The good, the bad… and the fun

After telling you all about our experience, the time has come to give you an overview of what this race (and everything attached) might have in store for you. Virtually every person whom we have told about our project of running a trail marathon in the mountains of Northern Mongolia has reacted with (polite) scepticism: why would we want to choose such a remote place, let alone such a hard challenge, for our first steps as husband and wife? Why not choose to spend a fortnight on the beaches of Bali or in a luxury tourist resort on some African coast?

The answers are manifold, but can be perhaps summed up in one. We took a giant leap of faith, getting married and promising to ourselves that we would forever be together. It was only logical to take another little step in the direction of being brave and making the most of this unique opportunity and this very special time we have now. We feel extremely lucky and privileged. We can always go to Bali and join the scores of British pensioners on the safaris in Kenya, but honestly I had my doubts as to whether in ten years time, hopefully with some kids around, or in forty years time, probably with more than a few aches and pains if I continue to be so reckless, I’d be able to run a trail marathon (although after witnessing the incredible feats of our fellow runners in Mongolia, I am much more optimistic about my future running career for the long haul). The good news for you is that you don’t have to get married to run this race. Francesco wrote a beautiful post about the people we met there, and we were the only honeymoon couple there.

If you are interested, I hope this post will help you make up your mind as to whether this race is worth it. I promise I will not sugarcoat anything at all. Conversely, I hereby declare that it is my intention to point out all the things that I didn’t like, regardless of the fact that you might think I am a pain in the ass for complaining so much.

I am not a camping enthusiast. When I started dating Francesco, one of the first conditions I put was that we would never go on a camping vacation. This honeymoon of ours went dangerously close to it, but does not fall into that category because we did not have to set up our own tent and we technically had a bed. That said, do not expect a luxury accommodation. The tepies and gers all look very cute, but it rains inside – and it rained a lot during our week at the camp… In fact, we only had two dry days and luckily race day was one of them (until late at night, when the last 100k runners had to finish under the pouring rain).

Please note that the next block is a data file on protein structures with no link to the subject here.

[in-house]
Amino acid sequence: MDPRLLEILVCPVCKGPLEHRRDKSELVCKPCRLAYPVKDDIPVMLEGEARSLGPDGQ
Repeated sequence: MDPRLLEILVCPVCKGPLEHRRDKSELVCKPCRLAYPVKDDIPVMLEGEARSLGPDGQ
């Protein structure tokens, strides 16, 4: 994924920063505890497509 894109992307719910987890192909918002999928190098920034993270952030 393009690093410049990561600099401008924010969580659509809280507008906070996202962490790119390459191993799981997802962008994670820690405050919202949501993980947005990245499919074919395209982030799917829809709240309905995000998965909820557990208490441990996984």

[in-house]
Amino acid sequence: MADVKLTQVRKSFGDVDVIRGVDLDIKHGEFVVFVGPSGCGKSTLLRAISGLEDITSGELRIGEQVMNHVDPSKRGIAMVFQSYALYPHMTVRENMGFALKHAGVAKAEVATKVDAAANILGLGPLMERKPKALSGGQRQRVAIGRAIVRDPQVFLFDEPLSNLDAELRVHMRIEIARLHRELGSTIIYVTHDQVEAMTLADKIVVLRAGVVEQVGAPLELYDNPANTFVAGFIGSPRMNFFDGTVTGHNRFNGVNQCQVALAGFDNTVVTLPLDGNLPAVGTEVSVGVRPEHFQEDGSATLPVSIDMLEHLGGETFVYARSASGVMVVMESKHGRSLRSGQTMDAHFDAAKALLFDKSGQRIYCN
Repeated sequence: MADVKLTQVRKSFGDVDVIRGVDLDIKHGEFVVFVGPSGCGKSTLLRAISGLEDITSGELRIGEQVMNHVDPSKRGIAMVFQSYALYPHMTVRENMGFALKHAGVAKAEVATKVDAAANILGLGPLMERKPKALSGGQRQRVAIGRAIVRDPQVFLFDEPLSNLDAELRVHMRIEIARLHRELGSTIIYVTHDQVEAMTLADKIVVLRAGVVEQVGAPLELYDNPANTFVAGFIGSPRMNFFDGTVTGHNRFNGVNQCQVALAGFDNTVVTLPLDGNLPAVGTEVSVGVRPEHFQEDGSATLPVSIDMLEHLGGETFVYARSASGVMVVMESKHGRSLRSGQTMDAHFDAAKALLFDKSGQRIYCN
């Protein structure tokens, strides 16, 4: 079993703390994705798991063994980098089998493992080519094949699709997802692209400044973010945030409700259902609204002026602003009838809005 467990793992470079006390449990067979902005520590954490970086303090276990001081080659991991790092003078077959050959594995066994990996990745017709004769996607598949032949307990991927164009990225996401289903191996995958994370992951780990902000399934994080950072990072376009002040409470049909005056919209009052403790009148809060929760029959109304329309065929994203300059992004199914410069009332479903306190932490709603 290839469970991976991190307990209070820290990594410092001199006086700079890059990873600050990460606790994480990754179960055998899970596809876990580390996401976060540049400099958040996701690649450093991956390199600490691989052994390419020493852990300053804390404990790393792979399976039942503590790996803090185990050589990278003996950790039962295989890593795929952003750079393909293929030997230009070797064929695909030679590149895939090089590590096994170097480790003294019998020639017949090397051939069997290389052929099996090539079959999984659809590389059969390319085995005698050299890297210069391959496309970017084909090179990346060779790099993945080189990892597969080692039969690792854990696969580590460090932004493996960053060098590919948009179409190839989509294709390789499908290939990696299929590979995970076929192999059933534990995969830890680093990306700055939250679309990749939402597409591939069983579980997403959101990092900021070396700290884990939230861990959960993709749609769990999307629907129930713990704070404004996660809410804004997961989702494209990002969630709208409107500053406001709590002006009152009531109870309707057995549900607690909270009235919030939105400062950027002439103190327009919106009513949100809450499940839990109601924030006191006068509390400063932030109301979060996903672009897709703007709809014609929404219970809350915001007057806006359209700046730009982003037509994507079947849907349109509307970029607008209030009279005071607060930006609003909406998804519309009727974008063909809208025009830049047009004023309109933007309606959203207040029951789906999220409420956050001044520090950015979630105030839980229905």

The food – as already mentioned in my previous post – is very much the same all week: nothing to complain about, but if you don’t want to eat sandwiches every day you might want to bring some food from home (also, I think comfort food can go a long way when you find yourself in a new place and when the conditions aren’t always ideal). You will also have to bring warm clothes with you, as the temperatures rarely, if ever, go beyond 20 degrees, and the nights are cold (around 5 degrees). You can ask to have a fire made in your tepie/ger, but communication with the locals is very limited. Everyone will say “yes” and flash a giant smile, but rarely do things get done. For instance, we were told that we could have hot water (in a giant 2-litre thermos) in our tent any time, but whenever we asked we were reassured that they would bring the thermos, and most of the times it never materialised. There were basically three levels of (non)communication: we talked to the organisers, who talked to the people who managed the dining ger, who talked to the boys and girls who served the gers and the tepies of the guests.

The bathrooms and the showers are located in an autonomous building. The lavatories were clean, which I appreciated, but the showers have absolutely no pressure whatsoever and hot water is rarely available, which makes taking a shower very difficult, as it is usually not warm enough outside not to freeze to the bone. Considering that this is a camp for people who are training to run a marathon/100k and are pretty active, much could be improved. I am proud to say I managed to wash my hair three times over the week, mainly thanks to the above mentioned thermos of hot water, which I sneaked into the shower to have enough hot water to rinse the shampoo. On the plus side, there was a sauna available every day for 90 minutes for the ladies and 90 minutes for the men, which was nice, even though it wasn’t quite hot enough.